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Ortona. Vimy Ridge. Juno Beach. Queenston Heights. These four places echo throughout Canadian military history and resonate in the minds of many Canadians. Other important names ring much less forcefully in popular memory. We would like to change that. This series of articles focuses on our country’s lesser-known military engagements during Canada’s wars, as part of United Nations peacekeeping missions (UNPROFOR), and in fulfilling commitments to NATO allies. We begin with the Battle of Medak Pocket.

A region at war

In 1991, war broke out in the former Yugoslavia in Southeastern Europe. Forces from many sides—Croats, Serbs and Bosnians, Christians and Muslims—fought to secure and expand their territorial claims. Croatia and neighbouring Bosnia and Herzegovina saw particularly bitter violence. Months of fighting killed hundreds of civilians. Troops chased many thousands more from their homes. The international community had moved to curb the fighting and Canadian Armed Forces members were part of the United Nations Protection Force (UNPROFOR) mission in the region to help restore peace.

A fragile peace

The two sides failed to keep the peace. They sniped, fired shells and carried out small-scale attacks. Much of the shelling by Serb Krajina forces against the Croatian Army originated from high ground near Medak, Croatia. On 9 September 1993, the Croats began an offensive to take that position. After several days of intense fighting, another ceasefire agreement was arranged. It required all warring forces to pull out of the so-called Medak Pocket the Croatian Army had taken during its offensive.

A peace kept by force

On 15 September 1993, UNPROFOR sent hundreds of soldiers from the 2nd Battalion Princess Patricia’s Canadian Light Infantry, supported by troops from France, to oversee the withdrawal. The Croats had other plans. In an attempt to move the Canadians out of the Medak Pocket, the Croats rained down heavy machine gun and artillery fire on our troops. The Canadians didn’t back down. They built a fortified position to withstand the shelling, return fire, and beat back night assaults by the Croatian infantry. The next day an impromptu news conference by Canadian commander, Lieutenant-Colonel James Calvin, pressured Croatians to relent and the Canadians finally advanced into the Medak Pocket. Sadly they found evidence of ethnic cleansing of Serbian residents by Croatian forces, but their arrival had stopped additional killing.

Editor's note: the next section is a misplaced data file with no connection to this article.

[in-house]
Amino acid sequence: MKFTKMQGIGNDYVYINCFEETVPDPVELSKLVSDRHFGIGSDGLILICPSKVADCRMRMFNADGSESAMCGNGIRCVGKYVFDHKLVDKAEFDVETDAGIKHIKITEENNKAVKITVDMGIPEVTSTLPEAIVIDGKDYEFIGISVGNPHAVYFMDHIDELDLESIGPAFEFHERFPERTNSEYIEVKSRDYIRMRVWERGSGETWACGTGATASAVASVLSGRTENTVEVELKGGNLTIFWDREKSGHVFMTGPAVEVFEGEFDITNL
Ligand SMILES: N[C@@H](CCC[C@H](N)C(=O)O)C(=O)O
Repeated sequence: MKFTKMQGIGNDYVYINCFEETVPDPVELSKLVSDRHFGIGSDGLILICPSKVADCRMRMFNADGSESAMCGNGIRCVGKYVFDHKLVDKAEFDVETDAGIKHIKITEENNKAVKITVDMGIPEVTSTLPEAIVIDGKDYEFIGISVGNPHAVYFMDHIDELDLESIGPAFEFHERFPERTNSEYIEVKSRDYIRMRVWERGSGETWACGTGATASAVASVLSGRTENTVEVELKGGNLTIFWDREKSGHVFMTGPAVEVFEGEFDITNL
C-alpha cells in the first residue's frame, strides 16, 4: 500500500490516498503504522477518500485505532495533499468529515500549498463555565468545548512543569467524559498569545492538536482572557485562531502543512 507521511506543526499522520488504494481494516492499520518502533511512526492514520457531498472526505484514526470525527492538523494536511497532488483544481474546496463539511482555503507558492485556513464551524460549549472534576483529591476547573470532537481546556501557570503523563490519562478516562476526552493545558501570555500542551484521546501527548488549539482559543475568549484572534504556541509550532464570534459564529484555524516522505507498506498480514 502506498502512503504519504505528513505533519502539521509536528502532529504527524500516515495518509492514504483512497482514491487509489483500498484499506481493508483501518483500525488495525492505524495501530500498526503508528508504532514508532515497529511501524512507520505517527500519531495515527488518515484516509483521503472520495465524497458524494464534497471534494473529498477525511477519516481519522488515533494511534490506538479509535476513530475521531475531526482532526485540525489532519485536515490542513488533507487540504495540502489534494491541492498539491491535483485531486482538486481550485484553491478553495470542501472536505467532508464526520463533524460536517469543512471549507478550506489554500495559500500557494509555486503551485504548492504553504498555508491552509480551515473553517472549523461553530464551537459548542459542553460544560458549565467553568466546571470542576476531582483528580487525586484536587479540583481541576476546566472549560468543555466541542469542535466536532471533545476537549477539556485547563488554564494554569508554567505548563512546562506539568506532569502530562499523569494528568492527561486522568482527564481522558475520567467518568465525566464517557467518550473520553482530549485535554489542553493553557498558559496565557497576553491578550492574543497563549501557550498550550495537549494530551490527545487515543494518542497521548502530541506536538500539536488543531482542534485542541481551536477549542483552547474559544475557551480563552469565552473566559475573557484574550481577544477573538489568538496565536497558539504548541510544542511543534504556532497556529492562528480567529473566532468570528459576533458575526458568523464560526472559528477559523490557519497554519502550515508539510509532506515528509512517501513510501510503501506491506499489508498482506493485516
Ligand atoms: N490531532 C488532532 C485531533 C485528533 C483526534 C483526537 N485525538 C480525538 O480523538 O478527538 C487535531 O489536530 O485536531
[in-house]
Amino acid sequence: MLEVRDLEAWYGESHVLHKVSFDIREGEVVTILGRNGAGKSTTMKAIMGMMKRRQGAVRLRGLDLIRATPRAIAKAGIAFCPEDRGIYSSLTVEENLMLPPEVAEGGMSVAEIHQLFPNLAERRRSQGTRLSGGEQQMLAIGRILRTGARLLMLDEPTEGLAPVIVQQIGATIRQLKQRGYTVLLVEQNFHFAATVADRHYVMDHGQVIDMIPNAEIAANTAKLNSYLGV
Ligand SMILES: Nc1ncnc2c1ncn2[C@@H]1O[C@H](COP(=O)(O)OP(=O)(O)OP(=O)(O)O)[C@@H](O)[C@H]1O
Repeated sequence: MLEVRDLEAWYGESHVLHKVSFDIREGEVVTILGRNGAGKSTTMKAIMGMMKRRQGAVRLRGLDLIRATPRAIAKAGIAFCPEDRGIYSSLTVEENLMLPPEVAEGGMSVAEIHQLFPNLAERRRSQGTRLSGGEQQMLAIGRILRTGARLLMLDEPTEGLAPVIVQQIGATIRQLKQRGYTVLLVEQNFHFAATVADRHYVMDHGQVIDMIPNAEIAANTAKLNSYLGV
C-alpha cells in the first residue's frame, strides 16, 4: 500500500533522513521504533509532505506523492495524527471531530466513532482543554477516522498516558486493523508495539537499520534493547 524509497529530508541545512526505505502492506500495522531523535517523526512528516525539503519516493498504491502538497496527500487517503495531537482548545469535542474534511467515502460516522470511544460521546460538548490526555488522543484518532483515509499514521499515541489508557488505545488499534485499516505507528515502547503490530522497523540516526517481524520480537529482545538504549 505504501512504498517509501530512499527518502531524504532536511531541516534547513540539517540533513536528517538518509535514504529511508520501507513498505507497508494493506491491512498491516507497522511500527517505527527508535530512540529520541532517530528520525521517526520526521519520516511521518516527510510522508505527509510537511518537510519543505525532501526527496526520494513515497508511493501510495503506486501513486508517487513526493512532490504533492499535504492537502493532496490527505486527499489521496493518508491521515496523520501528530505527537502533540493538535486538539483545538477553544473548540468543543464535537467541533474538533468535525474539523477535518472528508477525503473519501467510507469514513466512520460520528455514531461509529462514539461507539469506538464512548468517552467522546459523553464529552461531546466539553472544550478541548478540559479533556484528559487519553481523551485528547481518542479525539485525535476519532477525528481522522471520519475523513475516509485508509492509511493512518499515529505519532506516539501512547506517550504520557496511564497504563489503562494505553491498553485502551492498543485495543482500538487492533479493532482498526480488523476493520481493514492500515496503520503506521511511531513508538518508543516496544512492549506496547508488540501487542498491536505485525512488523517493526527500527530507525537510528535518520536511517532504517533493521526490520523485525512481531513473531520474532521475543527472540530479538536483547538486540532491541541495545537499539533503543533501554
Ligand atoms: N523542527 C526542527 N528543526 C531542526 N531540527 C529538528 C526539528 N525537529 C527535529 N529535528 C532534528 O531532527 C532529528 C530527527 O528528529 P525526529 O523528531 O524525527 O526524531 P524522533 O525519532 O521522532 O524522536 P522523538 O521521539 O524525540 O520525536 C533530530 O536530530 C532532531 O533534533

A duty to remember

Four Canadian soldiers were wounded in what is considered a forgotten chapter in our country’s military history. Despite the public’s lack of knowledge, the Battle of Medak Pocket is considered by many to be the toughest action faced by our troops in the period between the conflicts in Korea and Afghanistan. In 2002, the fog that shrouded the battle began to lift when Governor-General Adrienne Clarkson bestowed the Commander-in-Chief Unit Commendation on the 2nd Battalion Princess Patricia’s Canadian Light Infantry. "Your actions were nothing less than heroic and yet your country didn't recognize it at the time,” she told them. “Now I hope that the Canadian people will celebrate you for what you did, for what you represent, for how you have contributed to the pride we have in being Canadians."

Date published: 2020-02-10


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